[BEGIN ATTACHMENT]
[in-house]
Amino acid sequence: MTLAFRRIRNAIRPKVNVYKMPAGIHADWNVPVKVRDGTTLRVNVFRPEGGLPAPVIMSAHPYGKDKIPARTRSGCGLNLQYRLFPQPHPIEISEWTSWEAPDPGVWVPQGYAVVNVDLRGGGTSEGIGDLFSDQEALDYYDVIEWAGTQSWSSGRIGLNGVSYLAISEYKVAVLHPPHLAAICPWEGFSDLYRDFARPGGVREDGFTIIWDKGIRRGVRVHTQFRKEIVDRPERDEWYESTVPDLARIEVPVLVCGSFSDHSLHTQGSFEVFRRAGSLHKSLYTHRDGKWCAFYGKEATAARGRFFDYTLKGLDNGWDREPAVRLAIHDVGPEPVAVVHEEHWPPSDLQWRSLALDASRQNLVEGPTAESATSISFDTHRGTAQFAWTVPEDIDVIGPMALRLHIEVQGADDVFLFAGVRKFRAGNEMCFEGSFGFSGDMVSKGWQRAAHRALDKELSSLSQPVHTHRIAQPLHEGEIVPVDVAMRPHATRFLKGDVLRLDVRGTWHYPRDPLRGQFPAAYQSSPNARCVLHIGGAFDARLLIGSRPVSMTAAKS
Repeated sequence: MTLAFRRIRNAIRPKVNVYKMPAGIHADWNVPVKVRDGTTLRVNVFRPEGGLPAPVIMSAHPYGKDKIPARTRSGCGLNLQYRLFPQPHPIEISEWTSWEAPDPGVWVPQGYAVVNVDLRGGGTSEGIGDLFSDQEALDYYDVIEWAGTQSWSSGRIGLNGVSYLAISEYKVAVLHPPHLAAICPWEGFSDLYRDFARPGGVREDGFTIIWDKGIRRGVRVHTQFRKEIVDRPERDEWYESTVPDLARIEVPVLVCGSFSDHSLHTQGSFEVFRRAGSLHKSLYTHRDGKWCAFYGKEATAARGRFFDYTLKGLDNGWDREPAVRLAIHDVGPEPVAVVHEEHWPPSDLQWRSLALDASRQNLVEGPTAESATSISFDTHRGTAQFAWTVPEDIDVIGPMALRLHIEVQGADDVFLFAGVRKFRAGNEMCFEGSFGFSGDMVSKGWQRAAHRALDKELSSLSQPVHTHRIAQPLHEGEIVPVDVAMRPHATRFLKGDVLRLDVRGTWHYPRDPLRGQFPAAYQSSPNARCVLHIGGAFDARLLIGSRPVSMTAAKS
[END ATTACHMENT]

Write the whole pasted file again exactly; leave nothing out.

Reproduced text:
[in-house]
Amino acid sequence: MTLAFRRIRNAIRPKVNVYKMPAGIHADWNVPVKVRDGTTLRVNVFRPEGGLPAPVIMSAHPYGKDKIPARTRSGCGLNLQYRLFPQPHPIEISEWTSWEAPDPGVWVPQGYAVVNVDLRGGGTSEGIGDLFSDQEALDYYDVIEWAGTQSWSSGRIGLNGVSYLAISEYKVAVLHPPHLAAICPWEGFSDLYRDFARPGGVREDGFTIIWDKGIRRGVRVHTQFRKEIVDRPERDEWYESTVPDLARIEVPVLVCGSFSDHSLHTQGSFEVFRRAGSLHKSLYTHRDGKWCAFYGKEATAARGRFFDYTLKGLDNGWDREPAVRLAIHDVGPEPVAVVHEEHWPPSDLQWRSLALDASRQNLVEGPTAESATSISFDTHRGTAQFAWTVPEDIDVIGPMALRLHIEVQGADDVFLFAGVRKFRAGNEMCFEGSFGFSGDMVSKGWQRAAHRALDKELSSLSQPVHTHRIAQPLHEGEIVPVDVAMRPHATRFLKGDVLRLDVRGTWHYPRDPLRGQFPAAYQSSPNARCVLHIGGAFDARLLIGSRPVSMTAAKS
Repeated sequence: MTLAFRRIRNAIRPKVNVYKMPAGIHADWNVPVKVRDGTTLRVNVFRPEGGLPAPVIMSAHPYGKDKIPARTRSGCGLNLQYRLFPQPHPIEISEWTSWEAPDPGVWVPQGYAVVNVDLRGGGTSEGIGDLFSDQEALDYYDVIEWAGTQSWSSGRIGLNGVSYLAISEYKVAVLHPPHLAAICPWEGFSDLYRDFARPGGVREDGFTIIWDKGIRRGVRVHTQFRKEIVDRPERDEWYESTVPDLARIEVPVLVCGSFSDHSLHTQGSFEVFRRAGSLHKSLYTHRDGKWCAFYGKEATAARGRFFDYTLKGLDNGWDREPAVRLAIHDVGPEPVAVVHEEHWPPSDLQWRSLALDASRQNLVEGPTAESATSISFDTHRGTAQFAWTVPEDIDVIGPMALRLHIEVQGADDVFLFAGVRKFRAGNEMCFEGSFGFSGDMVSKGWQRAAHRALDKELSSLSQPVHTHRIAQPLHEGEIVPVDVAMRPHATRFLKGDVLRLDVRGTWHYPRDPLRGQFPAAYQSSPNARCVLHIGGAFDARLLIGSRPVSMTAAKS